2. I think it’s more of a “familiarity breeds contempt” thing. Too much of a good thing can still burn you out, especially if you’re an intensely enthusiastic player when you do play.

    I left City of Heroes, Lord of the Rings Online, and Age of Conan all for this reason. They are three of my favorite MMORPGs ever, and I would recommend the first two to anyone looking for a well-made MMORPG. AoC I’d recommend for sheer fun-factor, with some caveats.

    So why leave? Because I’d played intensely for weeks and months on end — overkill, without ever intending it. I just love my good MMOs fiercely and appetitively.

    When I “hit the wall”, I quit for a while. This enables me to go back later and still appreciate all that’s good.


  3. I’ve been playing MMOs since Ultima Online in 1997. By 1998/99, l33+ speak as it was known that had already begun. Technically speaking though, it existed even earlier during the MUD days.

    More to the point of this article, I just have to say that WoW appeals more to human nature than any other game. Why? 1) No loss of items, 2) Death causes little to no damage, 3) Pepper it with some “uber magic items” and you have a deadly mixture to create obsession dashed with competition.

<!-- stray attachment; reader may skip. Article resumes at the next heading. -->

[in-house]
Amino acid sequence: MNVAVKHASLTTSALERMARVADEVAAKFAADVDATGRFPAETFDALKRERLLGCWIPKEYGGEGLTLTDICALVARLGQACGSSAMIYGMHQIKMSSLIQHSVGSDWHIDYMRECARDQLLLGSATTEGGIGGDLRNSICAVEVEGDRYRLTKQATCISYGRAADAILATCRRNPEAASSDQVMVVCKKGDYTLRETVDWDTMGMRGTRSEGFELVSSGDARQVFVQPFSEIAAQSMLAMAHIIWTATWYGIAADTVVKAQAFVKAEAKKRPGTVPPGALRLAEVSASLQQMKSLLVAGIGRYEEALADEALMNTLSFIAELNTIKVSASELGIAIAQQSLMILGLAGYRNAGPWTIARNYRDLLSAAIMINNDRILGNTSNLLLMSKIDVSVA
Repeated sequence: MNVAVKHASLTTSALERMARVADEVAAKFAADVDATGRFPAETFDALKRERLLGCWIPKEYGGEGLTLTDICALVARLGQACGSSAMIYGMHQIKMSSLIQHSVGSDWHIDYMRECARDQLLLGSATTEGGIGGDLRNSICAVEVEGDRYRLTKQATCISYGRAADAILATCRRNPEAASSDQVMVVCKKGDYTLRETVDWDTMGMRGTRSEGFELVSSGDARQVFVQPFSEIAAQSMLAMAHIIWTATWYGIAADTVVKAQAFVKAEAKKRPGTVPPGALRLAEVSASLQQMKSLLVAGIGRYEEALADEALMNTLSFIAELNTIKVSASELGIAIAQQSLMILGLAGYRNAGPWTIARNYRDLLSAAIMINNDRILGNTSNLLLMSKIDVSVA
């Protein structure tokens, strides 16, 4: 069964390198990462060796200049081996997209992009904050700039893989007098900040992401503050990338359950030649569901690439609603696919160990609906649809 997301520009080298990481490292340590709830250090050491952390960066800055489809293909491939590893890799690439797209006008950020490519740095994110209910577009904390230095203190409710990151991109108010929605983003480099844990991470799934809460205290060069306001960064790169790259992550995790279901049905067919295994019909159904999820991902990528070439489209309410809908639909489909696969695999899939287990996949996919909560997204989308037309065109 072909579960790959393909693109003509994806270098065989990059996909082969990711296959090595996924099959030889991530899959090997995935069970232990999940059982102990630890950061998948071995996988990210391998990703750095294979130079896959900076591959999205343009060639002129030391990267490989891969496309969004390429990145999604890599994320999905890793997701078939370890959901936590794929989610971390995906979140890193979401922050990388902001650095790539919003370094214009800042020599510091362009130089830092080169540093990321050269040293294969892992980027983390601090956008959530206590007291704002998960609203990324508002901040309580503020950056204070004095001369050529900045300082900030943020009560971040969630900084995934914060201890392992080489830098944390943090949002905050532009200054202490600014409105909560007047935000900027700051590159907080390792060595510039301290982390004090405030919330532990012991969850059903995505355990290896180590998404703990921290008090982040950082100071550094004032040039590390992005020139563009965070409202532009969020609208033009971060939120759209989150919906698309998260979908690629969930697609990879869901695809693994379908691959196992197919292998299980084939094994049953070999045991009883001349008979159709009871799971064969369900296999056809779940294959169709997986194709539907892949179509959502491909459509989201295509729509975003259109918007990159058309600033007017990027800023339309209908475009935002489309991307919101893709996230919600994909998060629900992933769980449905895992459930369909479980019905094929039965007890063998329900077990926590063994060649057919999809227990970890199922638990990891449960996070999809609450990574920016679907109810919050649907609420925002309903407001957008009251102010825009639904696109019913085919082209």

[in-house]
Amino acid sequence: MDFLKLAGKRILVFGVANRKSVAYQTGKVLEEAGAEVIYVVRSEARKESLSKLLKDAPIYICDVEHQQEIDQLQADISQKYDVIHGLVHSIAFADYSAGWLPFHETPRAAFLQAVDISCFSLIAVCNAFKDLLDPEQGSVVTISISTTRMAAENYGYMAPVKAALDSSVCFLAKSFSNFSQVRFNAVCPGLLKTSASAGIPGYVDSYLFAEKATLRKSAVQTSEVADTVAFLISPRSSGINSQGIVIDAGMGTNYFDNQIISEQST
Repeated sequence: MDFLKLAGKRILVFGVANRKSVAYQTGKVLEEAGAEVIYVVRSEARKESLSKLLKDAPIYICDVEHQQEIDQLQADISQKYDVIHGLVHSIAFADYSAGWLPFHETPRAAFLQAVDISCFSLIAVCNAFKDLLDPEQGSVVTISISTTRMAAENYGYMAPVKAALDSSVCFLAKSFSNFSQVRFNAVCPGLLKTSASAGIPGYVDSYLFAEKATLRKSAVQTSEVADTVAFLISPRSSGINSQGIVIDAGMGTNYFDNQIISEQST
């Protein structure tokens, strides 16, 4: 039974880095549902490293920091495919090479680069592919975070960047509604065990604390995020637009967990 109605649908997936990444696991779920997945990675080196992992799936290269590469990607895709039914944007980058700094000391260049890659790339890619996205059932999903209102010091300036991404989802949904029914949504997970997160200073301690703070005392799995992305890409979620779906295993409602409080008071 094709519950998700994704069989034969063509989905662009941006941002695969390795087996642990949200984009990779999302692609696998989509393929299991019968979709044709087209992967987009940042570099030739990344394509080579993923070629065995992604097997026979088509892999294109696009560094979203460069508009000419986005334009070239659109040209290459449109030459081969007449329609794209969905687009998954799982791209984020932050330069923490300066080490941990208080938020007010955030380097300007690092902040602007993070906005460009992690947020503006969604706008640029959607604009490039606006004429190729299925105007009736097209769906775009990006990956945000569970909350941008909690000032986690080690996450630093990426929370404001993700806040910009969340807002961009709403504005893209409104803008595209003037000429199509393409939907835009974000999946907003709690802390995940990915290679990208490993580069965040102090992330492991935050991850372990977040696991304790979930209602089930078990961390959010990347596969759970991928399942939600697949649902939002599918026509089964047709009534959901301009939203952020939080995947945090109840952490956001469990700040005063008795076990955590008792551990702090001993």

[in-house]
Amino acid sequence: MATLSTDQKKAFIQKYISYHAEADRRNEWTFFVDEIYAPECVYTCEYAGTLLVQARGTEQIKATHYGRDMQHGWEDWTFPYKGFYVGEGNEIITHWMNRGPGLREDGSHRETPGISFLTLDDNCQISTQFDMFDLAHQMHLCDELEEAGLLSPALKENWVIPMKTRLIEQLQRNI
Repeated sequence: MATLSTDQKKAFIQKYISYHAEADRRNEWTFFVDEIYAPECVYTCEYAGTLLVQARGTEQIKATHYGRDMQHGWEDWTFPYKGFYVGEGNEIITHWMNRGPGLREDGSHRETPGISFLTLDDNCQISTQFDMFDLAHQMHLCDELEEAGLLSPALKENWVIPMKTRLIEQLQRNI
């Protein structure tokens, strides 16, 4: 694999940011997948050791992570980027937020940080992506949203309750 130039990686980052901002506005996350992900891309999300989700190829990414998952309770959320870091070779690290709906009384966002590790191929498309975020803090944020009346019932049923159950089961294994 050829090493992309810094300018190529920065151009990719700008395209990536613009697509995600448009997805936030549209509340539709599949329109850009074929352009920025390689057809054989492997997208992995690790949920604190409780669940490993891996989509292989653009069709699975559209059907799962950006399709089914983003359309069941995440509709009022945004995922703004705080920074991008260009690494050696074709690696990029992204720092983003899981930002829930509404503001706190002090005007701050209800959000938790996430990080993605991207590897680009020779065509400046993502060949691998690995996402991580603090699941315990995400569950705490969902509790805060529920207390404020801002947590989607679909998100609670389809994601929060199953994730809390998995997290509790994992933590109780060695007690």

WoW, and it’s true for any MMO mostly, creates a false reality in which an elite tier of society is actually achievable for once. It’s within grasp, all somoene has to do is grab it. So, it sucks its players into this world so they can finally feel like they’re part of an upper echelon, or something else that satisfies those basic human desires to be wanted, needed, and important.

    That being said, I agree with you that MMOs should be played for fun rather than some kind of obsessive achievement. I’ve played WoW a grand total of about 5 months since its release. I bought it on release day, and come back to it once in a great while to see the changes they’ve made (to clear the air, I’ve been an Eve player since 2004).

    The problem with players of WoW, and games of its ilk, is that it is concentrated mostly around levels of skill and devotion to a cause. That cause is namely prestige for the guild, and performing one’s role perfectly. This in turn causes newly inducted persons into the fold to identify with those values in order to achieve respect within their “tribe”, so to speak, or guild. Thus the disease of taking fun to seriously continues, and not because that’s what people truly want, but that’s what tribal society demands. It demands to be better than the next tribe, it demands to acquire the most resources, and it demands complete compliance and devotion. No one can stop it, even though they may wish it so, because it is the collective hive mind of human players at work. It’s a deadly trap that some recover from, and others do not.

    I only understand this because I have been through probably two dozens MMOs in 12 years. Casual gaming is a difficult art to master. Just learning to have fun with it, in essence, alienates one from the hive I believe.

    Have fun!